Keith E. Levine, Michael A. Levine, Frank X. Weber, Ye Hu, Jason Perlmutter, Peter M. Grohse, "Determination of Mercury in an Assortment of Dietary Supplements Using an Inexpensive Combustion Atomic Absorption Spectrometry Technique", Journal of Analytical Methods in Chemistry, vol. 2005, Article ID 159897, 6 pages, 2005. https://doi.org/10.1155/JAMMC.2005.211
Determination of Mercury in an Assortment of Dietary Supplements Using an Inexpensive Combustion Atomic Absorption Spectrometry Technique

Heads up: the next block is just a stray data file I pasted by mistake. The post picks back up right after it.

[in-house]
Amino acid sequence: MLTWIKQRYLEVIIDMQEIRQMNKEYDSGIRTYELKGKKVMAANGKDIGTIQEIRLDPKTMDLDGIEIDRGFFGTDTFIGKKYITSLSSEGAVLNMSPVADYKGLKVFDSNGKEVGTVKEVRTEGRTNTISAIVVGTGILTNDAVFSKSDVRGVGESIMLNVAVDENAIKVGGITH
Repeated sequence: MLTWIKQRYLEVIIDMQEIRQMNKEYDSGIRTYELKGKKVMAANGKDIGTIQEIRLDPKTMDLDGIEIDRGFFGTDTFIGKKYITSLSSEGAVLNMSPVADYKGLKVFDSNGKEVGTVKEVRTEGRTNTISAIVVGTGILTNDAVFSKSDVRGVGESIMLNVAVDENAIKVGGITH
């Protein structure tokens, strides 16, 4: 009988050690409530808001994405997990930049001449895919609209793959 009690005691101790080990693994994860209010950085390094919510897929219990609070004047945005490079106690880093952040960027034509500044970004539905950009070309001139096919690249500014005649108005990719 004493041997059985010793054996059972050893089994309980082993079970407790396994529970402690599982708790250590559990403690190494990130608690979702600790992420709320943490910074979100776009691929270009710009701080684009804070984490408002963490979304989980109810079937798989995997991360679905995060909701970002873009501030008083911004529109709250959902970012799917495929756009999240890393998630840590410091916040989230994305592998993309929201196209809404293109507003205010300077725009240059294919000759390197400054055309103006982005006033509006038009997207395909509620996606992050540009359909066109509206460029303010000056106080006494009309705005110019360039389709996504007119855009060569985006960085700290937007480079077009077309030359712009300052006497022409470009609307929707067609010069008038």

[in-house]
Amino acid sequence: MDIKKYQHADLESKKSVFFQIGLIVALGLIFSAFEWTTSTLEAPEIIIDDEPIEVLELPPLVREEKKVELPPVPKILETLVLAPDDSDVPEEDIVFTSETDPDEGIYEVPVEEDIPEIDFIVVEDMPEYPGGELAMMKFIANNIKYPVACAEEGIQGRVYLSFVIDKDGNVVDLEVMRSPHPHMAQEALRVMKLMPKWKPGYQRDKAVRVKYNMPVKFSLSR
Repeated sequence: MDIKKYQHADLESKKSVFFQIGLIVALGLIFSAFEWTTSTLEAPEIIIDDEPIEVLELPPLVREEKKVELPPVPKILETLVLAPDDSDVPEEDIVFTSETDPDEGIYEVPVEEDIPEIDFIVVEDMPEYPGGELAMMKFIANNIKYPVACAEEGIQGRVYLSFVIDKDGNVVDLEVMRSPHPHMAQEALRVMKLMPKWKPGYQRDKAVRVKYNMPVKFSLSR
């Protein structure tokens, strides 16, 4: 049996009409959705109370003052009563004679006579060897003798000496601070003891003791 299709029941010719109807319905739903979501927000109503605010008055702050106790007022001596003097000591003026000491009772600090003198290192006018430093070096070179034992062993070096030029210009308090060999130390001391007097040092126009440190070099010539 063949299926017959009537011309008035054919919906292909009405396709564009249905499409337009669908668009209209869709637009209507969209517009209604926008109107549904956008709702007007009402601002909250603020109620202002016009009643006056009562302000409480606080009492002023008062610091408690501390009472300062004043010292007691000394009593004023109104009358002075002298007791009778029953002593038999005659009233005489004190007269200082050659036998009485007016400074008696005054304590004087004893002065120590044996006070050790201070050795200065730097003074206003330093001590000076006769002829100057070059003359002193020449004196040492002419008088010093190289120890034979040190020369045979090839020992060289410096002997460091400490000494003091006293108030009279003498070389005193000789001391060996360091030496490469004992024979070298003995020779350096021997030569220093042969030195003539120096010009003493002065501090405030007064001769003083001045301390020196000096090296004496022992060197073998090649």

The concentrations of mercury in forty, commercially available dietary supplements, were determined using a new, inexpensive analysis technique. The method involves thermal decomposition, amalgamation, and detection of mercury by atomic absorption spectrometry with an analysis time of approximately six minutes per sample. The primary cost savings from this approach is that labor-intensive sample digestion is not required prior to analysis, further automating the analytical procedure. As a result, manufacturers and regulatory agencies concerned with monitoring lot-to-lot product quality may find this approach an attractive alternative to the more classical acid-decomposition, cold vapor atomic absorption methodology. Dietary supplement samples analyzed included astragalus, calcium, chromium picolinate, echinacea, ephedra, fish oil, ginger, ginkgo biloba, ginseng, goldenseal, guggul, senna, St John's wort, and yohimbe products. Quality control samples analyzed with the dietary supplements indicated a high level of method accuracy and precision. Ten replicate preparations of a standard reference material (NIST 1573a, tomato leaves) were analyzed, and the average mercury recovery was 109% (2.0% RSD). The method quantitation limit was 0.3 ng, which corresponded to 1.5 ng/g sample. The highest found mercury concentration (123 ng/g) was measured in a concentrated salmon oil sample. When taken as directed by an adult, this product would result in an approximate mercury ingestion of 7 g per week.
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